1970 The road between Questa and Red River is rebuilt.

1971 Mine production at Questa reached 200,000 tons per day.

1973 New Mexico Mining Act calls for more stringent requirements for cleanup and remediation of mining sites.

1974 MCA’s name formally changed to Molycorp, Inc.

1975 Exploratory drilling revealed a deep high grade deposit that could be mined economically only by underground methods. So the decision was made to temporarily phase out open pit operations in favor of this new deposit. The transition was complete by 1985.

1977 International Mining Company was involved in a hostile takeover. To avoid being taken over as well, Molycorp looked for a “white knight,” and subsequently merged with Union Oil Company of California. It continued to operate as a wholly-owned subsidiary of Union Oil and was responsible for all of Union’s mining related activities (except for oil shale and uranium). To better implement the merging of Molycorp into the corporate structure of Union Oil, Molycorp’s headquarters was moved in 1979 from White Plains, NY to the Unocal Center in Los Angeles.

1978 Questa mine begins phasing out its open pit operations and begins construction related to new underground mining. One of Molycorp’s two molybdenum roasting furnaces in PA is shut down as part of a consent decree issued by a Pennsylvania Air Quality Agency due to exceeding sulfur dioxide standards. That roaster had been in operation since 1936.

1979 Development of the underground mine was begun with two vertical shafts bottoming out at approximately 1,200 feet where the haulage level would eventually be, and a mile-long decline was driven from the mill area to the haulage level. The mill flotation area was modernized to accommodate higher grade underground ore. This development effort cost over $350 million.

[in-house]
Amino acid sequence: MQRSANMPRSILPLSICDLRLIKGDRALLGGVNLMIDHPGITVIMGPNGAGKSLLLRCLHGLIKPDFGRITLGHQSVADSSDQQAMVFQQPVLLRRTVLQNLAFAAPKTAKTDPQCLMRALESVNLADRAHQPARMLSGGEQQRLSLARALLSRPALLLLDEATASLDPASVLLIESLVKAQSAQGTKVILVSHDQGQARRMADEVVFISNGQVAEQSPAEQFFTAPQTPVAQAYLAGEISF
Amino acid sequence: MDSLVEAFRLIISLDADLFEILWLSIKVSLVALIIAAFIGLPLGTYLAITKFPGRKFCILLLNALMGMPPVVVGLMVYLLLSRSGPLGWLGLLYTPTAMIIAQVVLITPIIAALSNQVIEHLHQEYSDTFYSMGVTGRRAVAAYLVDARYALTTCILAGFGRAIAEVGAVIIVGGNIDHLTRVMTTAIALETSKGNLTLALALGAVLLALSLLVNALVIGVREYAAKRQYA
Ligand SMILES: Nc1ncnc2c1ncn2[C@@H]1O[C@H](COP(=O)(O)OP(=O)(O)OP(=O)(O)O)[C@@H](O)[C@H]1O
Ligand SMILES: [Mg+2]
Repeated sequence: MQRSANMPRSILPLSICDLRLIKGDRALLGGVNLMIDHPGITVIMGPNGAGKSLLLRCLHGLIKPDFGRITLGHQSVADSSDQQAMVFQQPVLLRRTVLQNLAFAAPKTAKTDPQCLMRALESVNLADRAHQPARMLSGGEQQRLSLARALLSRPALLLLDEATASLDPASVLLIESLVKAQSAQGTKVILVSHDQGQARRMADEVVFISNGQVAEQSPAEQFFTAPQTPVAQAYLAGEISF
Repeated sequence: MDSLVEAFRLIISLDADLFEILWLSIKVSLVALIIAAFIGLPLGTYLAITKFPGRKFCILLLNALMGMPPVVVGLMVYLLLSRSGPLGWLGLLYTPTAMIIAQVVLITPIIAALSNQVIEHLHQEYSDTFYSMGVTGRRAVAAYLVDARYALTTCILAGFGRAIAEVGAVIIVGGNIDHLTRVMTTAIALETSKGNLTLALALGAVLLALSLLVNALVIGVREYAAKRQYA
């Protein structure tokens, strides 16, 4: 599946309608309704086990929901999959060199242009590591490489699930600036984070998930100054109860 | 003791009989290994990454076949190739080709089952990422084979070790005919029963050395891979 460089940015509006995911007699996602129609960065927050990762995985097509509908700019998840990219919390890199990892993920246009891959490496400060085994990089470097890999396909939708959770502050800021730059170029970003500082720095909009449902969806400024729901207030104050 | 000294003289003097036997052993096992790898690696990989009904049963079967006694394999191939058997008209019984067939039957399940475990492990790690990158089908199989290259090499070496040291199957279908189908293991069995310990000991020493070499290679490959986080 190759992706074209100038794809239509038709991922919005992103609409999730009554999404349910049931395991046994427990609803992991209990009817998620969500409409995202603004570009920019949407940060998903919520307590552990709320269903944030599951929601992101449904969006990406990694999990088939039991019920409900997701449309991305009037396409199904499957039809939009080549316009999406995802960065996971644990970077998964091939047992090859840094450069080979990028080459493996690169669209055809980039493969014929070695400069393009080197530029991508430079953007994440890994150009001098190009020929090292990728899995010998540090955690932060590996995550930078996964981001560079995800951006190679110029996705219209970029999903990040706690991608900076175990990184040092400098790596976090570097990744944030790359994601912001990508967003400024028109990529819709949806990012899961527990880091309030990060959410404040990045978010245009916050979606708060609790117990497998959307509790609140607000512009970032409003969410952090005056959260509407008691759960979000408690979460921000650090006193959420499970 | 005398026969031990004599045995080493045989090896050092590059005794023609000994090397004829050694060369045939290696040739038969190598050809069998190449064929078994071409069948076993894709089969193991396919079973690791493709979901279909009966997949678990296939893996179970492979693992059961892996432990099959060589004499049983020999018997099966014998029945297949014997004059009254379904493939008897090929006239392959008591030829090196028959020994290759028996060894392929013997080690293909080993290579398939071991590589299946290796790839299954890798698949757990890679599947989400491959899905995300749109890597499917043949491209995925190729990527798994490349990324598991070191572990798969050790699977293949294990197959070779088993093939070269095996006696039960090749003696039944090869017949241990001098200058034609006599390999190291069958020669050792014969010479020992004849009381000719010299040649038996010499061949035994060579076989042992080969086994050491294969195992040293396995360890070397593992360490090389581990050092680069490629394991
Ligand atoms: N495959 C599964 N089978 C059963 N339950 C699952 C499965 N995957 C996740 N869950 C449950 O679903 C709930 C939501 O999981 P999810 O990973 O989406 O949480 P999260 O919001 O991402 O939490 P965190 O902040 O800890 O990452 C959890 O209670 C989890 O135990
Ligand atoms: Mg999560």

Primary producers such as Colorado’s AMAX, with the world’s two largest mines, and Molycorp, now the 3rd largest, must choose between shutting down or gearing up for the expected turnaround. Molycorp chooses the latter route. Even though no moly mines are producing in the US, only Molycorp embarks on a massive development effort in anticipation of better times. Operating costs are held constant and labor and supplies are kept under control. Through careful planning and an intensive training program, Molycorp avoided the layoffs often experienced between the phasing out of one mining project and startup of another. Employees are retrained. Mechanics, mill operators and laborers all become construction employees to rebuild the mill after it was closed in 1981.

Nationally, mine turnover is 30 percent and higher, but at Molycorp, it was less than 5 percent, due to the commitment and uncommon flexibility of the workforce. The oil, chemical and atomic workers union has supported Molycorp in their efforts to keep people employed. Average annual income in was $22K. Local contracts and materials – mining equipment and supplies, automotive parts, sand, gravel, and timber were procured from vendors in the Taos and Questa areas.

To be continued…

Courtesy Red River Historical Society


  • Martha Shepp

    Questa Creative Council Board member and artist: Martha Shepp preaches the gospel of the power of creativity. One of her loves is to collaborate with open-minded genre-free artists like Mark Dudrow, playing life-affirming works that can’t help but spark the innate creativity of listeners like you. Her expressions also take form with words, choreography, and visual art... with ever expanding mashups of all the above.